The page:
Wine-drink­ing, weed-smok­ing war­riors storm the Bri­tish Mu­seum in a be­guil­ing show that’s part Game of Thrones

The Guardian - - JOURNAL | THE CRITICS - Art Scythi­ans Jonathan Jones

When the com­poser Igor Stravin­sky and the artistar­chae­ol­o­gist Ni­cholas Ro­erich sat down to cre­ate a primeval bal­let of pre­his­tory and hu­man sac­ri­fice in 1911, they found in­spi­ra­tion in the strange world of the an­cient Scythi­ans. The Rite of Spring, the bal­let un­leashed in Paris two years later, draws on Ro­erich’s own ex­ca­va­tions to paint its scyth­ing mu­si­cal pic­ture of the vi­o­lent Scythian past. His set in­cluded paint­ings of their burial mounds.

The con­tents of those mounds can be seen in all their eerily pre­served bar­bar­ian splen­dour in the Bri­tish Mu­seum’s res­ur­rec­tion of a past that feels very re­mote. In one case, I saw a decorated an­i­mal hide – but no, on closer in­spec­tion, this was the tat­tooed skin of a Scythian war­lord, pre­served along with his fierce-look­ing head. The Scythi­ans un­der­stood the preser­va­tive power of ice and capped their tombs with heaps of stone to keep in the cold. This ex­hi­bi­tion abounds in the in­ti­mate relics th­ese un­der­ground freez­ers pre­served: leather sad­dles, em­broi­dered rugs, felt clothes – an en­tire no­madic cul­ture re­trieved from time.

The Scythi­ans are not un­known to his­tory – or myth. They flour­ished from about 900 to 200BC, rang­ing from their Siberian home­lands to the Black Sea and China, a no­madic peo­ple who pi­o­neered so­phis­ti­cated sad­dles that let them fight more ef­fec­tively on horse­back than any of the set­tled civil­i­sa­tions they en­coun­tered. They fought off the Per­sians and scared the an­cient Greeks. It is pos­si­ble they in­spired the Greek myth of the cen­taur, a half-horse, half-hu­man crea­ture. oun­tered. he The idea be­comes much more be­liev­able when you see the elab­o­rate ar­mour and hel­mets they cre­ated for a horse to wear, to carry its owner into the af­ter­life. Some an­cient rulers were buried with their slaves or wives, but Scythian lords were ac­com­pa­nied by their horses. It sug­gests a very close con­nec­tion – and a Scythian rid­ing into bat­tle re­ally might have looked to awestruck wit­nesses like a cen­taur. In Greek mythol­ogy, cen­taurs go mad when they drink wine. Ob­jects re­cov­ered from their tombs re­veal how the Scythi­ans learned about wine from Greece and got ad­dicted to it. If heavy drink­ing was big in their cul­ture, so was smok­ing weed. The Greek his­to­rian Herodotus, who wrote in the 5th cen­tury BC, is of­ten ac­cused of mak­ing up his out­landish sto­ries. One tale he tells about the Scythi­ans is that they loved to smoke hemp, which they burned under a kind of tent that you could put your head into. One such de­vice is in this ex­hi­bi­tion, re­cov­ered from a Scythian tomb. Herodotus got this one right.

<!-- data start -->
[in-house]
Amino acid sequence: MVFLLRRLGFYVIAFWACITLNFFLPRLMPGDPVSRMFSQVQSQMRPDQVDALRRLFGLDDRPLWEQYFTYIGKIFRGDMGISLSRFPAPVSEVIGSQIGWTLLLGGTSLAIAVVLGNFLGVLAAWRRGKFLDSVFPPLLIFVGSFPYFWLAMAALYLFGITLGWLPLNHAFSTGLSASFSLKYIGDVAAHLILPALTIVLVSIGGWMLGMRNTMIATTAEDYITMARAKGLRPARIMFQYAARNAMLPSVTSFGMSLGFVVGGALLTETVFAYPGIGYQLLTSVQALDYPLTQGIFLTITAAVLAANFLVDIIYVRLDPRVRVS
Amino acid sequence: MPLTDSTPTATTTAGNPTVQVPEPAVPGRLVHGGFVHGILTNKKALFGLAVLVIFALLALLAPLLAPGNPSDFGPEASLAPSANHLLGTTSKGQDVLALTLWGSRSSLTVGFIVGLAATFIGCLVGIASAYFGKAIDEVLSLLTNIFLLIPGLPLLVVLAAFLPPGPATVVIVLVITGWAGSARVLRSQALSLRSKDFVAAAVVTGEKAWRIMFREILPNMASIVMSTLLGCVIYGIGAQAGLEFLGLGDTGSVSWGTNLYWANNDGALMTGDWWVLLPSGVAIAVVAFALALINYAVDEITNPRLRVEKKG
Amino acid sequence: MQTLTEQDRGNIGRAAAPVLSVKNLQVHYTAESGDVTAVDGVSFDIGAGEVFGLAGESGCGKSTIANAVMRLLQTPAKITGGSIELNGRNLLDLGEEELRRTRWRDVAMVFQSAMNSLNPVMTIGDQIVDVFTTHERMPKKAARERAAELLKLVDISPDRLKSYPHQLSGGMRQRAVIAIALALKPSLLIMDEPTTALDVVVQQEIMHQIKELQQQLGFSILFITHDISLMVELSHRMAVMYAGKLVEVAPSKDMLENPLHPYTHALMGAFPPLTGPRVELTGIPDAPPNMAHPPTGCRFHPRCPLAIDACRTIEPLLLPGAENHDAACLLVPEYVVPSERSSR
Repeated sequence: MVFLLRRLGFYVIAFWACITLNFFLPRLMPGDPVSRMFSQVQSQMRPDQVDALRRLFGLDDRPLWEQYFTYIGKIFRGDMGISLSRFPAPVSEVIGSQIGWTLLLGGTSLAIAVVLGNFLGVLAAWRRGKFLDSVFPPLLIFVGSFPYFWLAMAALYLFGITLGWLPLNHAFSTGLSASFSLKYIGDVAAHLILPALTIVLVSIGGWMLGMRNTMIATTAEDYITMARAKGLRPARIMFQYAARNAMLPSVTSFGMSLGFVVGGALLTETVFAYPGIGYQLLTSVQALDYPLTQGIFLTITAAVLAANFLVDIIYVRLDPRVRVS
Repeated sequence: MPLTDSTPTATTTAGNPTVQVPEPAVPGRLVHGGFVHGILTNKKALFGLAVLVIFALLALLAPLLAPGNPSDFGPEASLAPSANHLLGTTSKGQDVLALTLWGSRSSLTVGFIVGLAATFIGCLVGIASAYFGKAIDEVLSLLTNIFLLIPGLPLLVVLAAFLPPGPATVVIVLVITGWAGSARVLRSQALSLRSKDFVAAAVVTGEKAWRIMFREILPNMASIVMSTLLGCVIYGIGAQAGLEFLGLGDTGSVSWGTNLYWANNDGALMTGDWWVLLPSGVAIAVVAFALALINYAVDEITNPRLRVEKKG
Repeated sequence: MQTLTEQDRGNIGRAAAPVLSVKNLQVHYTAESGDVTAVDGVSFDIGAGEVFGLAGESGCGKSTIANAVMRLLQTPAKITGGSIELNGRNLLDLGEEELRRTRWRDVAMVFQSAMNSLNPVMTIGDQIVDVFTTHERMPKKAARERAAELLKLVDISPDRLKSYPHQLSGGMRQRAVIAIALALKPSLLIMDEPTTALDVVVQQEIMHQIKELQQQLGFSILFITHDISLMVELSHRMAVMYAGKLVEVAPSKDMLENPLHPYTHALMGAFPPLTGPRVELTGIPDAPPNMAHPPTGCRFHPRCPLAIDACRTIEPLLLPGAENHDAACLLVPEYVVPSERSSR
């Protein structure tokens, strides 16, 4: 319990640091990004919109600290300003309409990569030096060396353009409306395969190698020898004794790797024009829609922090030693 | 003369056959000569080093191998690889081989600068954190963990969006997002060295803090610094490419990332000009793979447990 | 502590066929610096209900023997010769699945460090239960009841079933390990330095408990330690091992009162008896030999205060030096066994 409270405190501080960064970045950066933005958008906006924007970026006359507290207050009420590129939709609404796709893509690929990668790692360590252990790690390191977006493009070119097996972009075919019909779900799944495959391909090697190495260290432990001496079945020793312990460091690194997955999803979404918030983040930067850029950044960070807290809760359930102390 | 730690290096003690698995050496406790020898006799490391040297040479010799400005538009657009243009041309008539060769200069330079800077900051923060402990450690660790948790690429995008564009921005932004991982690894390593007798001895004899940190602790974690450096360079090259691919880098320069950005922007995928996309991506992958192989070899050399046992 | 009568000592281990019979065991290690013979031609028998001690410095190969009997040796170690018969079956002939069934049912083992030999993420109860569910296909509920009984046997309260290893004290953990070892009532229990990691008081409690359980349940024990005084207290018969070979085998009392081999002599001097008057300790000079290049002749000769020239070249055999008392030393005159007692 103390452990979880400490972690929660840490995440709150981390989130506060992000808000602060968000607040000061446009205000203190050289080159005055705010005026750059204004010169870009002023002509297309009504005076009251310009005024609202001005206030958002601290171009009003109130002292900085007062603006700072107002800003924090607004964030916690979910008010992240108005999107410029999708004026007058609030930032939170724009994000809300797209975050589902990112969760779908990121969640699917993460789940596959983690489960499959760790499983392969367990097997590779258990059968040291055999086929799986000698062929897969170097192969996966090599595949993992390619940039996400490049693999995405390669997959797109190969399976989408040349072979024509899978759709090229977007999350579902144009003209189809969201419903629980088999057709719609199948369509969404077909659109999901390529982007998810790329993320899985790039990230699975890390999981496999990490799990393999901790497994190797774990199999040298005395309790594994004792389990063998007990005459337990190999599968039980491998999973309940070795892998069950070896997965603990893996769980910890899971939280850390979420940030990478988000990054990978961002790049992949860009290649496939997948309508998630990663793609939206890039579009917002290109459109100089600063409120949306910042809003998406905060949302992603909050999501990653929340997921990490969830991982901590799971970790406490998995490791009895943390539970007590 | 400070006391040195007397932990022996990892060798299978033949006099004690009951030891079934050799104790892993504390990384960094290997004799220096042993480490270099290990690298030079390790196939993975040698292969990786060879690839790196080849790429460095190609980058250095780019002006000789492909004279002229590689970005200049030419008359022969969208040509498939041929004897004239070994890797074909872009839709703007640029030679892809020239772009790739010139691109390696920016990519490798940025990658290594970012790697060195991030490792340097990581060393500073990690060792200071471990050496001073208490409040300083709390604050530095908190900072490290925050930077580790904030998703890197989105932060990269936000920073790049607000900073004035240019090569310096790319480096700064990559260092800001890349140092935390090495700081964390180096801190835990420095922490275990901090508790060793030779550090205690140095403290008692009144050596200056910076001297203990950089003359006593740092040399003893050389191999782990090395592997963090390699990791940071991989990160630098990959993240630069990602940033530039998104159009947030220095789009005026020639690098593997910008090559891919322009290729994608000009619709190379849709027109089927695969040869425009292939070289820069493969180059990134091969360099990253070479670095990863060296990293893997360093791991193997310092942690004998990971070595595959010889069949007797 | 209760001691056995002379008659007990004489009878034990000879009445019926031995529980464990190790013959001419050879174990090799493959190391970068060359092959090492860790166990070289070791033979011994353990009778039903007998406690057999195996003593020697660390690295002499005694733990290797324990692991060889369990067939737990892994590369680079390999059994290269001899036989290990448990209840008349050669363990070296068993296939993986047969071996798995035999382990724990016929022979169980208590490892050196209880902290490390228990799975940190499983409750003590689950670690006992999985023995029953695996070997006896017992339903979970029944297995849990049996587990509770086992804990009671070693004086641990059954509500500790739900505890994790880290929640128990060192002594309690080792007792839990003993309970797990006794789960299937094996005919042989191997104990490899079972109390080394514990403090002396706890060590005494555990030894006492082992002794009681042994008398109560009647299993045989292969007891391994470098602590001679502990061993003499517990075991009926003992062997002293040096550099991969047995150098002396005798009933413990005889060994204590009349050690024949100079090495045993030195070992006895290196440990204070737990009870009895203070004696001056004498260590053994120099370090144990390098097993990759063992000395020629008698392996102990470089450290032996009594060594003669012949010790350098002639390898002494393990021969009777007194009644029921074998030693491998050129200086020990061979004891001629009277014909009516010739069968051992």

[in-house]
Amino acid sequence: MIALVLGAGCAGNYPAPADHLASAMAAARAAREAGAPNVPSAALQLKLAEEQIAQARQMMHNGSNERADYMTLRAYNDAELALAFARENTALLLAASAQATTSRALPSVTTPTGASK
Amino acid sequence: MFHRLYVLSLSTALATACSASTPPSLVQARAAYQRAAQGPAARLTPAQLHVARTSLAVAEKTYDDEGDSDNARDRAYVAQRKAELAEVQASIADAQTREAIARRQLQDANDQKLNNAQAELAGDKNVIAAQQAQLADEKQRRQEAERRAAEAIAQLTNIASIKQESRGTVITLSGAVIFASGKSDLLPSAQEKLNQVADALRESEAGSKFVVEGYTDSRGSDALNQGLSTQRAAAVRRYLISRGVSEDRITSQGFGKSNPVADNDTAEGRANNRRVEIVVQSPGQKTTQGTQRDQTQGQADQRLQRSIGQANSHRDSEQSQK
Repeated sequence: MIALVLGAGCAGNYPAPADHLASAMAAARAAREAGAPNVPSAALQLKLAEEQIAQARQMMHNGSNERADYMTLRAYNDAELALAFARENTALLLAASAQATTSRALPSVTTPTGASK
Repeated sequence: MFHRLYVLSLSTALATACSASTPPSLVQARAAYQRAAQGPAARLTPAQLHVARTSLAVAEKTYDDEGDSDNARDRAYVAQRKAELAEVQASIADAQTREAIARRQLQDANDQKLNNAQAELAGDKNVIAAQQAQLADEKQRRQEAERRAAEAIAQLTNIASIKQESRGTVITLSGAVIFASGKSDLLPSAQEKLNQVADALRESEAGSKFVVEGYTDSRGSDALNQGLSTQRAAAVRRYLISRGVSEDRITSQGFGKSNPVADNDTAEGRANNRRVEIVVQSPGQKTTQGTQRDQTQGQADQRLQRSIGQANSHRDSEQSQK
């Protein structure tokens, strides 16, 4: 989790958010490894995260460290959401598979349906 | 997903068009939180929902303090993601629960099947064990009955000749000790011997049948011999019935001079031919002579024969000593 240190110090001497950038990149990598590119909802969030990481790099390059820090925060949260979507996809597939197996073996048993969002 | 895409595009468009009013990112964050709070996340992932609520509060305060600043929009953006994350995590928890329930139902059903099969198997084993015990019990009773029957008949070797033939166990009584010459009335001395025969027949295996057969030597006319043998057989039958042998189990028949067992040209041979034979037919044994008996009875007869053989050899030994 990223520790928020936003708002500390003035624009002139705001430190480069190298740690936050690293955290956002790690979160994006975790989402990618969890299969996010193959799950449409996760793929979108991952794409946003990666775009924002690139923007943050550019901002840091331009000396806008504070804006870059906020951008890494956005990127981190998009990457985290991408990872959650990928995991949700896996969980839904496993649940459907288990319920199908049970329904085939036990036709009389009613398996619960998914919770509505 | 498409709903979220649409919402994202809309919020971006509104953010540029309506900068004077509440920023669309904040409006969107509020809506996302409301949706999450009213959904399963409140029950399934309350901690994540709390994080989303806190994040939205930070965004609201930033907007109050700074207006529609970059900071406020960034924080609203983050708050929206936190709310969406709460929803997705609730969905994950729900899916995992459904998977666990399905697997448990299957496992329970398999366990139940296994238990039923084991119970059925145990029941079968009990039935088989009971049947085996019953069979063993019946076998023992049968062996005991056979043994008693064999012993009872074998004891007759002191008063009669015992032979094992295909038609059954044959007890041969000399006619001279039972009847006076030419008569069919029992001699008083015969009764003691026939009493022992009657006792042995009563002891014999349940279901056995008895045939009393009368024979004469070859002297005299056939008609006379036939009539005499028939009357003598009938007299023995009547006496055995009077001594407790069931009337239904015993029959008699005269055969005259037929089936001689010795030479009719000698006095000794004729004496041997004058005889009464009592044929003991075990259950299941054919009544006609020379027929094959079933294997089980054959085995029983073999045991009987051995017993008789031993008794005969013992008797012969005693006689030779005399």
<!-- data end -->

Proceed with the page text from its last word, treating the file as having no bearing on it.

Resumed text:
I’ve men­tioned Stravin­sky and Herodotus but a lot of the time this ex­hi­bi­tion is sheer Game of Thrones. The horse-rid­ing no­madic Scythi­ans men­ac­ing more set­tled so­ci­eties in China, Greece and Per­sia have a lot in com­mon with the TV fan­tasy world’s Dothraki, who sim­i­larly skirt the rim of civil­i­sa­tion. In time, the Scythian life­style would pro­duce a chain of war­lords in the same part of the world, from the Huns to the Mon­gols, who would bring down Rome and con­quer China.

A primeval war­rior power, dark and mer­ci­less, em­anates from the most bizarre ob­ject here: a gi­ant wooden cof­fin, big enough to hold about four bod­ies, in which a sin­gle war­rior was en­tombed so that he would be re­mem­bered as a su­per­hu­man gi­ant. Yet the Scythi­ans had artis­tic skill as well as strength. They cre­ated golden images that are more than mere shiny things. In a fa­mous an­cient Greek sculp­ture, a lion at­tacks a horse. In Scythian gold, there are tigers fight­ing camels, mon­sters at­tack­ing horses.

It was when th­ese gold mar­vels started com­ing out of Siberia in the early 18th cen­tury that the Scythi­ans be­gan to emerge from leg­end into ar­chae­ol­ogy. Peter the Great, the west­ern­ising tsar who built St Peters­burg, grabbed the finds for his royal col­lec­tion. The Her­mitage has since ac­cu­mu­lated the world’s great­est Scythian horde and has lent a stu­pen­dous ar­ray.

My only quib­ble with this ab­sorb­ing jour­ney into the rites of the Scythi­ans is that it doesn’t open out enough. We get a lot about Peter the Great but why not ex­plore mod­ern Rus­sia’s ob­ses­sion with the Scythi­ans more? I’d have liked to see Ro­erich’s art and de­signs for The Rite of Spring. In­stead this ex­hi­bi­tion is de­ter­mined to let th­ese war­riors speak for them­selves, even though they left no writ­ing. We’re urged to put aside prej­u­dices against an­cient “barbarians” and see things from their point of view.

The re­sult is be­guil­ing, but by the end it gets a bit nar­row and en­closed. Per­haps that, too, is an ac­cu­rate re­flec­tion of the Scythian world: horses, wine, war and good hemp to smoke – what else do you need?

I saw the tat­tooed skin of a Scythian war­lord, pre­served along with his fierce-look­ing head

Scythi­ans: War­riors of An­cient Siberia runs from to­mor­row un­til 14 Jan­uary.

Trea­sure trove … clock­wise from above, Siberian burial mounds; horse head­dress; gold plaque of a Scythian rider Pho­tographs: State Her­mitage Mu­seum, St Peters­burg

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